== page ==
Variables are an important concept in programming. Variables allow you to store data to be reused at a later stage. Variables are names that can hold different types of value. You can store a piece of text, numbers, and a multitude of other data structures. In this guide, we will not talk about constants that are very similar to variables. The only difference between the variables and constants is that the latter are static, and their value cannot be modified during the program execution. On the other hand, variables can be changed at any time during the execution, and values can be recalculated or re-attributed.
In MQL4 and MQL5, there are three particularities you need to consider when declaring variables:
1. Variables must be declared before they are used
Before you can assign any value to a variable, you need to declare them. Let us take our Hello World! example. Instead of writing “Hello World!” many times, you can use a variable to store the text “Hello World!” (fig.31). To declare a variable, you need to specify the type of value you want to store and provide a unique name for your variable. Remember to not use any reserved words to name your variable. In fig.31 we provide two approaches to declaring a variable, with a variable declaration with a default value assignment on the left side. On the right side (fig.31), we show you how to declare without providing any default value – you can attribute that later in the program.
Fig.31 Declare the variable by providing the type of value followed by a unique name.
In fig.32, the use of the variable HelloWorldText whose value type is string contains the value “Hello World!” which is used in two different functions. Fig.33 shows you that variable value can be changed during the program execution.
Fig.32 HelloWorldText variable is reused within function OnInit and OnDeinit
Fig.33 HelloWorldText variable is modified after being used in the function OnInit.
2. Variable types
Variable types define the type of value to be stored, such as text, characters, numbers, etc.
Fig.34 Examples of different variable types declarations
To declare a variable, specify the type of data to store followed by the unique variable name (fig.34). There are various types of data fig.35 lists some of the most used.
|char||The char data type holds a single symbol or character, for instance, a letter, a digit, or a punctuation mark.|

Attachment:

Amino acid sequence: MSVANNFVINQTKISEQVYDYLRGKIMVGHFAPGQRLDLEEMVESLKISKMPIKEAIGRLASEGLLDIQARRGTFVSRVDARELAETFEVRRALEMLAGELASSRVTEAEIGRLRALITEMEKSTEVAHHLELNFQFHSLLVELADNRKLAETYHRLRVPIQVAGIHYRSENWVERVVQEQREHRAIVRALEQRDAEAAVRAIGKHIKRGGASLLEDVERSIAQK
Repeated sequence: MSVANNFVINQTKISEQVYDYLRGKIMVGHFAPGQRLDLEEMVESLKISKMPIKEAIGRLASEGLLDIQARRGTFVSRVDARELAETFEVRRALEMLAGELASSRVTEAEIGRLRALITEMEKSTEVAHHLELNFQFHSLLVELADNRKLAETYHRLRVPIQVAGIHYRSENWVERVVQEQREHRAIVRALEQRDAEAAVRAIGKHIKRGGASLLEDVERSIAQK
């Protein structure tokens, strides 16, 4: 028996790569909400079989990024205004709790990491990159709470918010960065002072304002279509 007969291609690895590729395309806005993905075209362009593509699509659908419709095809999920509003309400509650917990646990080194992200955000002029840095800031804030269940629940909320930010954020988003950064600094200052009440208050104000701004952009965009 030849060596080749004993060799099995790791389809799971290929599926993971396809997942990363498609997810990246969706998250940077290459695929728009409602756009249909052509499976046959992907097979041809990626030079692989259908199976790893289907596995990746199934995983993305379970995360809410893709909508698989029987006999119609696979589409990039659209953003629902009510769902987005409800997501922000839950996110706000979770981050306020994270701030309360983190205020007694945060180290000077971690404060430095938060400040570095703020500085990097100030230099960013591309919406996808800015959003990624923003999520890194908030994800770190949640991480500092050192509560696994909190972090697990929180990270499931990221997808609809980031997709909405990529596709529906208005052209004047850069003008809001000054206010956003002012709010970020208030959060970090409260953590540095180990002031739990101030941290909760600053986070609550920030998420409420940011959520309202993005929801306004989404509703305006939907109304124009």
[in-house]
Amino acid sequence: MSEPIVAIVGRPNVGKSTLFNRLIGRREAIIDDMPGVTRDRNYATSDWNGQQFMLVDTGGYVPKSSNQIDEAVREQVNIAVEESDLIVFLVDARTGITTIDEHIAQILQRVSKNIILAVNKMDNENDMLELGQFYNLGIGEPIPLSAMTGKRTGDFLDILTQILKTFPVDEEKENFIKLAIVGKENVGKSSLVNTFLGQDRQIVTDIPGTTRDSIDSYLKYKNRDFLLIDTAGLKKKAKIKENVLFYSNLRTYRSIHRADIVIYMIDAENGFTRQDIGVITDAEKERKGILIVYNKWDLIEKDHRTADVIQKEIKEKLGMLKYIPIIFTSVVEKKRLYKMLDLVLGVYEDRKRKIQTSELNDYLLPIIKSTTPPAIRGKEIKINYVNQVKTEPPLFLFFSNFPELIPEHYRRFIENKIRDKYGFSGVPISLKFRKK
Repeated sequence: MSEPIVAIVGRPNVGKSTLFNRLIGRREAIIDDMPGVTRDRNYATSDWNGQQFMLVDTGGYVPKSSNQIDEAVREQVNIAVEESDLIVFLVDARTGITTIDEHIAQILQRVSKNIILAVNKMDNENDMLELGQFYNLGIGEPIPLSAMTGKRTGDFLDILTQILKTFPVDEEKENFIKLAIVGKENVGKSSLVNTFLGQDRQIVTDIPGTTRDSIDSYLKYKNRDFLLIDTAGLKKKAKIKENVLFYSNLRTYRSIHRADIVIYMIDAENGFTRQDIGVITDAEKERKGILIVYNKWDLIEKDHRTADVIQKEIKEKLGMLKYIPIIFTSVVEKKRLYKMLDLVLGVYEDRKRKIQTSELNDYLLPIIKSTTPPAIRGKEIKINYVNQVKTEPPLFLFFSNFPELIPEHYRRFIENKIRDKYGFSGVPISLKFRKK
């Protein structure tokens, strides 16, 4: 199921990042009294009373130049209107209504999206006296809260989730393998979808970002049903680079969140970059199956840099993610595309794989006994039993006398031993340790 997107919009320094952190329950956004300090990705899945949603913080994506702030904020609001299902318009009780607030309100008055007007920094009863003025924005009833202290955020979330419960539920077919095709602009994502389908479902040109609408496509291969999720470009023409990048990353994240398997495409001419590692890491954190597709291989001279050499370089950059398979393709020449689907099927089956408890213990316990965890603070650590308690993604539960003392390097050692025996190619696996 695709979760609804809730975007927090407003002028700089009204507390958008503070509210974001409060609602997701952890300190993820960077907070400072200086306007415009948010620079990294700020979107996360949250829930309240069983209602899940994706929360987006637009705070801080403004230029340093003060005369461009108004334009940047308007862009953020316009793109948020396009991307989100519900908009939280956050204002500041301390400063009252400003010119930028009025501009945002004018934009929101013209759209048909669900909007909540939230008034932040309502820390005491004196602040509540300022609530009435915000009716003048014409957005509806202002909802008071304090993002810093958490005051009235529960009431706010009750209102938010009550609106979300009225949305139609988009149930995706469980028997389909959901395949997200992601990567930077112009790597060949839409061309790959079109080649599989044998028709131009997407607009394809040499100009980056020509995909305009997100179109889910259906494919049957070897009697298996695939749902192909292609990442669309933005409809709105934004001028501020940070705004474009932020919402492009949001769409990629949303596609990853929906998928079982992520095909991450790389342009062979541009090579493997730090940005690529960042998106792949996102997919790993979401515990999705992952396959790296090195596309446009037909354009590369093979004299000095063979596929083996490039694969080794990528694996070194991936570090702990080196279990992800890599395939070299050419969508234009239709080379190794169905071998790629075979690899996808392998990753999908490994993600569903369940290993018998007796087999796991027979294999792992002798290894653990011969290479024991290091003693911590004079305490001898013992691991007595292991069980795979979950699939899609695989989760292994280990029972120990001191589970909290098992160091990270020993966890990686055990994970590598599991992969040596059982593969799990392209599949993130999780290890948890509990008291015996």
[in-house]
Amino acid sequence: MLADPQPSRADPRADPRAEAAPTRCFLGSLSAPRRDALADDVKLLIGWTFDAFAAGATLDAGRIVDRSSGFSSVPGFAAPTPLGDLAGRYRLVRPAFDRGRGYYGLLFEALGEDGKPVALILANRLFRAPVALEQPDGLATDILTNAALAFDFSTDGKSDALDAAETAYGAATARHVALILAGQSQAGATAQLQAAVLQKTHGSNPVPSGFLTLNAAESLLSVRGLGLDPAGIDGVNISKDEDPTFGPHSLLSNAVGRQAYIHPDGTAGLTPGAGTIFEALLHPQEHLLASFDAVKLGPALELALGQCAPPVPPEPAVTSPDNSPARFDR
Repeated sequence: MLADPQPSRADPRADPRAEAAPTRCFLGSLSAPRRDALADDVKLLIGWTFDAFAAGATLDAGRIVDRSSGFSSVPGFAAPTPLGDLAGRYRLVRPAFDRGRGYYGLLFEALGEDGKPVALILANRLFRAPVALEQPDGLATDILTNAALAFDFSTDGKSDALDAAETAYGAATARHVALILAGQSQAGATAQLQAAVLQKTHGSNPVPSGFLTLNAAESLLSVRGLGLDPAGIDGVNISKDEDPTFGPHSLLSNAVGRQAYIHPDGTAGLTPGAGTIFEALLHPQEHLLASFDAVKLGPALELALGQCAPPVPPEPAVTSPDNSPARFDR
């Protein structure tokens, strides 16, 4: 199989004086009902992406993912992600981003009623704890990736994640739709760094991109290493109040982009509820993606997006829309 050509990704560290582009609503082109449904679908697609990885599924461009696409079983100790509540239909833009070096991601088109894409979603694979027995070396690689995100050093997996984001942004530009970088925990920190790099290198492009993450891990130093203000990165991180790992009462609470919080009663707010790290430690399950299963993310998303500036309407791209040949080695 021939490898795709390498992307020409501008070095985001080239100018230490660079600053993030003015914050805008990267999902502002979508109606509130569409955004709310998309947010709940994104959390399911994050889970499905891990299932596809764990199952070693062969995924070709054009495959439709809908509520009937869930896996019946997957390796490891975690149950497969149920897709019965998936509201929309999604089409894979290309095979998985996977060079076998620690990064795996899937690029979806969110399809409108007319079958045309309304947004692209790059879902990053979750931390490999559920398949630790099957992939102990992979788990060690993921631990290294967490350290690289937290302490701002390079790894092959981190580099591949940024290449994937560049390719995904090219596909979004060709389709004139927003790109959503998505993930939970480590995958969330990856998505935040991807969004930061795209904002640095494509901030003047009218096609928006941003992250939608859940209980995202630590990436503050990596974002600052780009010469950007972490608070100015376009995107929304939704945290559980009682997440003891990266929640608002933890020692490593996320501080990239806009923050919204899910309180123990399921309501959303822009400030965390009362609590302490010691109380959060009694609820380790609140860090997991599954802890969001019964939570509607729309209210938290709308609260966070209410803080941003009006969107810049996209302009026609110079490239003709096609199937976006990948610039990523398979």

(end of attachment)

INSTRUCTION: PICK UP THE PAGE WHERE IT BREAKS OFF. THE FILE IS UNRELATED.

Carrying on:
|short||A short can contain a range of numerical values equal to 2 to the power of 16. 2^16 = 65,536. A short can contain integers of positive or negative values, within the range between -32,768 and 32,767.|
|int||An integer is very similar to the previous class. It holds values ranging from -2,147,483,648 to 2,147,483,647.|
|long||The long data type is a longer version of the integer data type which can hold values ranging from -9,223,372,036,854,775,808 to 9,223,372,036,854,775,807.|
|color||The color type is the data type-specific to MQL4 and MQL5. It stores information related to color: RGB values and color constants. The purpose of this variable is to interact graphically with chart elements and indicators.|
|datetime||The datetime data type holds date and time as the number of seconds elapsed since January 01, 1970. It is a peculiarity of MQL4 and MQL5. Date and time can be represented as a text or literal string which comprises 6 numerical parts, year, month, day, hours, minutes, and seconds.|
|bool||A boolean is a data type that is intended to contain a binary value, true or false, or numerically, 1 or 0, where 1 = true, and 0 = false.|
|float||A float data type is a double-precision floating-point number with up to 17 digits.|
|double||The double data type is a real type that is twice the precision of a float.|
|string||The string data type is used to contain text or a sequence of characters. Note that the string data type must be enclosed between double-quotes.|
Fig.35 List of most common data type
3. Scope and extent of variables
Scope and extent of variables in programming is the range or the region of the program where a declared variable exists and can be accessed.
|In MQL4 and MQL5, there are two places where variables can be declared: